Occupancy is an incredibly important contact centre metric. Dead time, when agents aren’t making, previewing, or wrapping calls, can get incredibly expensive. Minimising it can be one of the most effective methods of reducing costs in an inbound call centre.
In this article, we’ll discuss how exactly to calculate call centre occupancy, and how you can use it to improve efficiency.
How to calculate call centre occupancy
Call centre occupancy can be calculated with:
So, you’re essentially calculating how much time agents spend actually performing productive activities as opposed to being marked as available.
In Excel, you can simply grab your two numbers an put them in a cell. Then make a formula to divide them in another cell.
It’s important to note that while it is technically possible to calculate this KPI on a per-user basis, it’s more commonly-used as a more holistic measure to assess the load your team is under (we’ll explain why below).
Importantly, you must have accurate data to be able to calculate an occupancy rate that actually reflects agent utilisation. Think very carefully about the numbers you’re using – does your time in-call include previewing and/or wrapping?
Also find out if your total time available includes break/pause time. Ideally, it shouldn’t – you’re calculating the load your contact centre is under, not how motivated your agents are. There are plenty of other KPIs for this purpose.
What occupancy means
The purpose of calculating your occupancy rate is to measure how “occupied” your agents are – the extent to which they are being worked.
In most situations, you want an occupancy rate over 75% but under 85%. Too low, and agents will be sitting around twiddling their thumbs for too much time in between calls. Too high, and agents may feel overworked – leading to burnout, mistakes on-call, and potentially a loss of motivation.
Think about the delay between calls your occupancy rate will result in. Let’s assume that a contact centre has an occupancy rate of 95%, agents work (meaning, they are logged in) for 480 minutes per day, and their average handle time is 24 minutes.
Agents will in effect make 19 24-minute calls per day, with 24 minutes of time available but not receiving calls. 24/(19-1) = 1.33 minutes of time in between each call, which is quite reasonable.
But if we halve the average handling time (AHT) to 12 minutes so that agents make 38 calls per day, this delay more than halves to 24/(38-1) = 0.65 minutes (39 seconds) in between calls.
So, think about your AHT, and what an acceptable delay in between calls would be for your team.
It’s important to note that occupancy is mostly used on inbound initiatives. When you’re dialling outbound, as long as leads are available, agents should be spending nearly all of their time previewing/talking/wrapping. You can use break or pause time on outbound campaigns to get a better understanding of how productive agents actually are.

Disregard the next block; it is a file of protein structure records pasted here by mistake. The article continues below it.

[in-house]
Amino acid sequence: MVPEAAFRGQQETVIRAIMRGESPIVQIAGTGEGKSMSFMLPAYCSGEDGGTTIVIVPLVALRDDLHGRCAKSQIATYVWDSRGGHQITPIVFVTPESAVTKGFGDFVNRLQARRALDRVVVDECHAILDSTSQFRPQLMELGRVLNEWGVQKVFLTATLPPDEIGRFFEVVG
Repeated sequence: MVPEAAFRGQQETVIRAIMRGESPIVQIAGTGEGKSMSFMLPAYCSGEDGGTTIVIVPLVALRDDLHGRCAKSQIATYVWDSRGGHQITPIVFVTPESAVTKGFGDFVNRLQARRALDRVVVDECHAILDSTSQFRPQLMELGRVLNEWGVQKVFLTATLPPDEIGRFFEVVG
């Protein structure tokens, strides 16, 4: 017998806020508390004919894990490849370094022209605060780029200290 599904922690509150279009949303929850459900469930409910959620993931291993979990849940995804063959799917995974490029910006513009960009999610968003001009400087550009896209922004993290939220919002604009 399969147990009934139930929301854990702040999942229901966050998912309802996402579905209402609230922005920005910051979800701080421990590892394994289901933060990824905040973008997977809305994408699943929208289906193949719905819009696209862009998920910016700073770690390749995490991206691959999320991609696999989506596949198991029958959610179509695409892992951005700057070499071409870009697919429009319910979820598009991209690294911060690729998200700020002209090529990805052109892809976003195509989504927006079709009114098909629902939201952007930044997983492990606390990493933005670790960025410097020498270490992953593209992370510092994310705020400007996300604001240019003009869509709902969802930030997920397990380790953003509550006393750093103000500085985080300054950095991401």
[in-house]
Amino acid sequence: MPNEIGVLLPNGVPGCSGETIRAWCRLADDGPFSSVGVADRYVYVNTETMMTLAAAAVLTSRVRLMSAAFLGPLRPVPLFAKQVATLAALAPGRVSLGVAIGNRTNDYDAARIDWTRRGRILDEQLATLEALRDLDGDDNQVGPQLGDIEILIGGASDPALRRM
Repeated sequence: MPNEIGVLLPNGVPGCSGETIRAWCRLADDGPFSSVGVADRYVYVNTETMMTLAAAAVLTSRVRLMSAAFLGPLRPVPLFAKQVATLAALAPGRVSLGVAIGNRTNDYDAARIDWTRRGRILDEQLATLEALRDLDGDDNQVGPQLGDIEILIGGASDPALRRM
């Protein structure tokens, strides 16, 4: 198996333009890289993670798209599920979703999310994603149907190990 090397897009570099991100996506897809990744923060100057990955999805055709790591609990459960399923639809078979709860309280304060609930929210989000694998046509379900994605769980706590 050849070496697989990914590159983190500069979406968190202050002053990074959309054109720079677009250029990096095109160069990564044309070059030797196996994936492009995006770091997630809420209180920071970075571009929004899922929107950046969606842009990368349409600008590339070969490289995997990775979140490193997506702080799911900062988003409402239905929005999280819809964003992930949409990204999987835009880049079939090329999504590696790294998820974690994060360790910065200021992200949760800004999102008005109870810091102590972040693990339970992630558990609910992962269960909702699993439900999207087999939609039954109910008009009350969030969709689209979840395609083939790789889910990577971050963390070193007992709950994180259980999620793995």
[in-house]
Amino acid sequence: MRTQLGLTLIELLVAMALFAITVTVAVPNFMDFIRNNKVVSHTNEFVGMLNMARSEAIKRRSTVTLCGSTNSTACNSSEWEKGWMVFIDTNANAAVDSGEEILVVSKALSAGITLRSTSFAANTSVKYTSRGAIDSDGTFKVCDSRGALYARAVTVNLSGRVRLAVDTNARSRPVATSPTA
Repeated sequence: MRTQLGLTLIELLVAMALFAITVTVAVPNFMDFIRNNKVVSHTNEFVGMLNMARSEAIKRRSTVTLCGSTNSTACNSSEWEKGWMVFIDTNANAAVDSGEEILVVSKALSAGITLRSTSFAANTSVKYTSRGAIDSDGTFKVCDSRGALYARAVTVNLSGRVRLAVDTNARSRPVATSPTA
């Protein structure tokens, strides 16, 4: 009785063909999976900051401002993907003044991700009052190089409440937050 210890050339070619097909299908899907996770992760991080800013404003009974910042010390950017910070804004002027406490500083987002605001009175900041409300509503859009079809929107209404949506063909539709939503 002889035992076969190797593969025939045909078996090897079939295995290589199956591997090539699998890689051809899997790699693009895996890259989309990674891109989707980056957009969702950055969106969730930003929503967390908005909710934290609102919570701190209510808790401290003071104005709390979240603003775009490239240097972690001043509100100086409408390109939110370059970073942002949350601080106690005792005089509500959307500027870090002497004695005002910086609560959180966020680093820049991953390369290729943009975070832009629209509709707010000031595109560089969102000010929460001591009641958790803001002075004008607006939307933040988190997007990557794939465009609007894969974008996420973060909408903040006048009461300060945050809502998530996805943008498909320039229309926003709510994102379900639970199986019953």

Optimising your occupancy rate
Obviously, the basic way of increasing or decreasing your occupancy is to alter the number of staff you’re rostering. But you don’t want to pay for agents who aren’t going to deliver a good return on investment, nor do you want to leave yourself stranded during peak periods.
Here are some smarter ways to optimise your rostering:
- Look at complementary metrics, like your arrival rate, to develop smarter staffing schedules based on your expected call volumes.
- Use staff management software to keep on top of your rostering.
- If you need extra flexibility, consider hiring virtual agents, especially those who are willing to work on a part-time basis.
- Instead of switching around your scheduling haphazardly, make better-use of your reps’ time during quiet periods by engaging them on outbound initiatives (following up with customers for example) or completing training programs.
Complementary call centre metrics
As we just mentioned, you can use your arrival rate to figure out the times of day, and days of the week, when the highest volumes of calls are coming in. You can also look at your organisation-wide pause and break time to assess how effectively agents are using their time.
Other KPIs you can use to assess contact centre load include service level. This looks at how quickly calls are picked up, and can help you figure out if you had too many or too few staff rostered in a specific period.
For example, a service level of 70/30 means that 70% of calls were picked up within 30 seconds. This is considered the industry benchmark, but you might have different needs depending on your vertical and the customers you service.
You can also look at the longest hold time a caller experienced on a specific day or in a specific week. If a single customer had to hold for ten minutes, this is most likely going to be an outlier, but you need to make sure that these sorts of issues aren’t happening repeatedly. Ask yourself if it’s acceptable for someone to be stuck on hold for 10x your target time, and if so, define how often it is acceptable for this to happen.
Ultimately, occupancy is useful as a broad-level overview of how well-worked agents are on average, particularly on inbound initiatives.
However, like any KPI, it cannot be used in isolation. It’s important to look at other metrics to develop a more holistic picture of how your reps are performing, and to develop more efficient rostering.
Also think about the ultimate effect of your occupancy level – the delay agents face in between calls. Consider your AHT, and what this means for your occupancy rate. In general, the longer your AHT, the higher you can make your occupancy rate while still ensuring a comfortable delay in between inbound calls.